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Why do sukuks (Islamic bonds) need a different pricing model?

Research output: Contribution to journalArticlepeer-review

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Why do sukuks (Islamic bonds) need a different pricing model? / Uddin, Md Hamid; Kabir, Sarkar H.; Kabir Hassan, Mohammad; Hossain, Mohammed S.; Liu, Jia.

In: International Journal of Finance and Economics, 17.09.2020.

Research output: Contribution to journalArticlepeer-review

Harvard

Uddin, MH, Kabir, SH, Kabir Hassan, M, Hossain, MS & Liu, J 2020, 'Why do sukuks (Islamic bonds) need a different pricing model?', International Journal of Finance and Economics. https://doi.org/10.1002/ijfe.2269

APA

Uddin, M. H., Kabir, S. H., Kabir Hassan, M., Hossain, M. S., & Liu, J. (2020). Why do sukuks (Islamic bonds) need a different pricing model? International Journal of Finance and Economics. https://doi.org/10.1002/ijfe.2269

Vancouver

Uddin MH, Kabir SH, Kabir Hassan M, Hossain MS, Liu J. Why do sukuks (Islamic bonds) need a different pricing model? International Journal of Finance and Economics. 2020 Sep 17. https://doi.org/10.1002/ijfe.2269

Author

Uddin, Md Hamid ; Kabir, Sarkar H. ; Kabir Hassan, Mohammad ; Hossain, Mohammed S. ; Liu, Jia. / Why do sukuks (Islamic bonds) need a different pricing model?. In: International Journal of Finance and Economics. 2020.

Bibtex

@article{0dbea324e53d467b8980164bd62266a9,
title = "Why do sukuks (Islamic bonds) need a different pricing model?",
abstract = "The global interest in sukuk, an Islamic alternative to bond financing, has grown rapidly, particularly after the 2008 global financial crisis, due to its distinctive features and investment quality. Sukuk were first launched in Malaysia and are presently available in 29 countries, including the United Kingdom, United States, Singapore, Hong Kong, and Luxembourg. Despite the global market prevalence of sukuk, asset pricing literature has not yet addressed the pricing mechanism of sukuk, which is inherently different from bonds and equity due to the contractual differences. However, analysts use LIBOR, or the Islamic interbank benchmark rate (IIBR), as the ad-hoc benchmark to evaluate sukuk performance. In this study, we develop a basic pricing model that captures the common risks in sukuk returns. We identify two risk factors for sukuk that require risk premiums: (i) sukuk market risk and (ii) information asymmetry risk. Using these two common sukuk risks factors, investment analysts can estimate the fair value of sukuk more precisely than other ad hoc measures available.",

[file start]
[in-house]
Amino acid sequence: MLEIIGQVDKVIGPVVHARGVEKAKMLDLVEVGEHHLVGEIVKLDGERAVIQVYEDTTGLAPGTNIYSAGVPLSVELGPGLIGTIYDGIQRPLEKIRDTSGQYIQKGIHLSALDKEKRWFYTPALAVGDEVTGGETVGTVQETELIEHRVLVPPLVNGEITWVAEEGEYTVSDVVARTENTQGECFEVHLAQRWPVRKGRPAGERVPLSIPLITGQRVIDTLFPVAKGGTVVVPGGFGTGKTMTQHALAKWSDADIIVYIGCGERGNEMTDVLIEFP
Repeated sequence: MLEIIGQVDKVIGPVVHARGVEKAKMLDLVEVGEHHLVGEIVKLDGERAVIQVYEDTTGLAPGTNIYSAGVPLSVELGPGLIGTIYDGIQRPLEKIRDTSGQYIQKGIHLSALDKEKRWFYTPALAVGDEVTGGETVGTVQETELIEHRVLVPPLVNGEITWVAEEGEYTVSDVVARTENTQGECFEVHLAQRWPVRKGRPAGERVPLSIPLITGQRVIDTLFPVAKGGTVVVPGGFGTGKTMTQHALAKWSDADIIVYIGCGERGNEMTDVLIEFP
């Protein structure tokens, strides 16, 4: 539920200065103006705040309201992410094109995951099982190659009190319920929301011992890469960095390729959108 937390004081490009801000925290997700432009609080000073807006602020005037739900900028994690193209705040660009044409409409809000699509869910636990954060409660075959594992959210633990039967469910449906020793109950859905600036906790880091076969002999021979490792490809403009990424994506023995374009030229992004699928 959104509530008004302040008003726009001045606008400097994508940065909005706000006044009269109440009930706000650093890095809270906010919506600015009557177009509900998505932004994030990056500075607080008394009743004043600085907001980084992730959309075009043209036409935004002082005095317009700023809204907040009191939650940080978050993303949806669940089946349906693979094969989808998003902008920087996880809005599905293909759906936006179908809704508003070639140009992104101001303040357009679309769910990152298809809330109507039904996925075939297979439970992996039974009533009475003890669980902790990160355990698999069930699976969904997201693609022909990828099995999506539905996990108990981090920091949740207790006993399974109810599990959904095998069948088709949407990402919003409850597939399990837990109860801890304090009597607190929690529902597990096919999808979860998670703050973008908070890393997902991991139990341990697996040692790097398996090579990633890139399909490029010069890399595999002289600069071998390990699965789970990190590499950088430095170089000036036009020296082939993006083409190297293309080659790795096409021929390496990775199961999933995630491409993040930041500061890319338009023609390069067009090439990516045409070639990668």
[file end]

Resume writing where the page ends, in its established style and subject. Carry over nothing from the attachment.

keywords = "Sukuk pricing, Reference rate, Systematic risk factors, Two factor model",
author = "Uddin, {Md Hamid} and Kabir, {Sarkar H.} and {Kabir Hassan}, Mohammad and Hossain, {Mohammed S.} and Jia Liu",
year = "2020",
month = sep,
day = "17",
doi = "10.1002/ijfe.2269",
language = "English",
journal = "International Journal of Finance and Economics",
issn = "1076-9307",
publisher = "Wiley-Blackwell",

}

RIS

TY - JOUR

T1 - Why do sukuks (Islamic bonds) need a different pricing model?

AU - Uddin, Md Hamid

AU - Kabir, Sarkar H.

AU - Kabir Hassan, Mohammad

AU - Hossain, Mohammed S.

AU - Liu, Jia

PY - 2020/9/17

Y1 - 2020/9/17

N2 - The global interest in sukuk, an Islamic alternative to bond financing, has grown rapidly, particularly after the 2008 global financial crisis, due to its distinctive features and investment quality. Sukuk were first launched in Malaysia and are presently available in 29 countries, including the United Kingdom, United States, Singapore, Hong Kong, and Luxembourg. Despite the global market prevalence of sukuk, asset pricing literature has not yet addressed the pricing mechanism of sukuk, which is inherently different from bonds and equity due to the contractual differences. However, analysts use LIBOR, or the Islamic interbank benchmark rate (IIBR), as the ad-hoc benchmark to evaluate sukuk performance. In this study, we develop a basic pricing model that captures the common risks in sukuk returns. We identify two risk factors for sukuk that require risk premiums: (i) sukuk market risk and (ii) information asymmetry risk. Using these two common sukuk risks factors, investment analysts can estimate the fair value of sukuk more precisely than other ad hoc measures available.

AB - The global interest in sukuk, an Islamic alternative to bond financing, has grown rapidly, particularly after the 2008 global financial crisis, due to its distinctive features and investment quality. Sukuk were first launched in Malaysia and are presently available in 29 countries, including the United Kingdom, United States, Singapore, Hong Kong, and Luxembourg. Despite the global market prevalence of sukuk, asset pricing literature has not yet addressed the pricing mechanism of sukuk, which is inherently different from bonds and equity due to the contractual differences. However, analysts use LIBOR, or the Islamic interbank benchmark rate (IIBR), as the ad-hoc benchmark to evaluate sukuk performance. In this study, we develop a basic pricing model that captures the common risks in sukuk returns. We identify two risk factors for sukuk that require risk premiums: (i) sukuk market risk and (ii) information asymmetry risk. Using these two common sukuk risks factors, investment analysts can estimate the fair value of sukuk more precisely than other ad hoc measures available.

KW - Sukuk pricing

KW - Reference rate

KW - Systematic risk factors

KW - Two factor model

U2 - 10.1002/ijfe.2269

DO - 10.1002/ijfe.2269

M3 - Article

JO - International Journal of Finance and Economics

JF - International Journal of Finance and Economics

SN - 1076-9307

ER -

ID: 22688487